There is one correct move you can make. If you make that move, you may be prompted to make another move – of which there is only one correct move. Sometimes the puzzle can involve up to 4 or even 5 moves, I believe. If any one of those moves is not perfect, you lose points off your ranking.
I have completed over 2,400+ chess puzzles. I occasionally go through periods where I pay extra and can do 25 puzzles a day – but usually I am limited to the 5 free puzzles a day. I also go for months without any puzzles, but I always return.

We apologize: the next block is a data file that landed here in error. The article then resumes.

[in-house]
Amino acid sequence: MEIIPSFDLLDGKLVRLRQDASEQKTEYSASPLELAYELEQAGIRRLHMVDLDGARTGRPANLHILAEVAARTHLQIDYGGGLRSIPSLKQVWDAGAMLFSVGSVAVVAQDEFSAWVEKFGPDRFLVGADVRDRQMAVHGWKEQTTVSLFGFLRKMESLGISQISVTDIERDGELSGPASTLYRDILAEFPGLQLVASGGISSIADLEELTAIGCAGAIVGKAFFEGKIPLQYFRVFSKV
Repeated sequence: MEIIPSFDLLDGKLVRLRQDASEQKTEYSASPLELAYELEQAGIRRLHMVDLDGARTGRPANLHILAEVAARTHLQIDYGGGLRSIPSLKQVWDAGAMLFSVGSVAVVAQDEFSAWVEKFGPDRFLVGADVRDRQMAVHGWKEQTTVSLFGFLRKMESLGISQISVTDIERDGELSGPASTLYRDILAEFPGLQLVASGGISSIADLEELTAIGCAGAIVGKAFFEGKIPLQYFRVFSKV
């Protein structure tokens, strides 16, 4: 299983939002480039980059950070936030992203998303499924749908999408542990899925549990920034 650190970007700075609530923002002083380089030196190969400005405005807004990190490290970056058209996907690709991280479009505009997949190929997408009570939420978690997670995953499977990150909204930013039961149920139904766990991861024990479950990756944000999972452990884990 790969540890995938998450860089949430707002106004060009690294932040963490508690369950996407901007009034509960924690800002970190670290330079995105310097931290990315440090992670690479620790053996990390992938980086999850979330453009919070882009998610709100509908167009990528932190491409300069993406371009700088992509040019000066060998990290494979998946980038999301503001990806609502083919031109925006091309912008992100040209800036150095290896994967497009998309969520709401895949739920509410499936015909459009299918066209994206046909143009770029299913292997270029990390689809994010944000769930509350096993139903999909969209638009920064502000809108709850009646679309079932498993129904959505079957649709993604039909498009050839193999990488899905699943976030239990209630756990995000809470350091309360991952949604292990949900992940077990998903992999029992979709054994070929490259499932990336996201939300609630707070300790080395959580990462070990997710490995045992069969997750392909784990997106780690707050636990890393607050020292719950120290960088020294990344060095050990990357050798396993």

My ranking is a miserable 713 currently. Here is my all time chart:
My ranking never really gets any better. And that is the point of this post. The source of the masochism. I desire to actually improve, rather than just play for fun.
My current plan is to keep a journal of mistakes and revisit them. Chess.com also now has a learning feature. I will work on those puzzles with the same focus. I will also document my thoughts upon looking at a difficult board and reflect on if there is a better chain of thoughts through which I can analyze the board.
My goal is to break 900 by August 31st.
This experiment has more to do with growth in learning than chess specifically. Chess is an arena that gives immediate feedback so it will be my current training ground. I am hoping the lessons learned in improving my chess puzzle score can be applied to any area I wish to improve.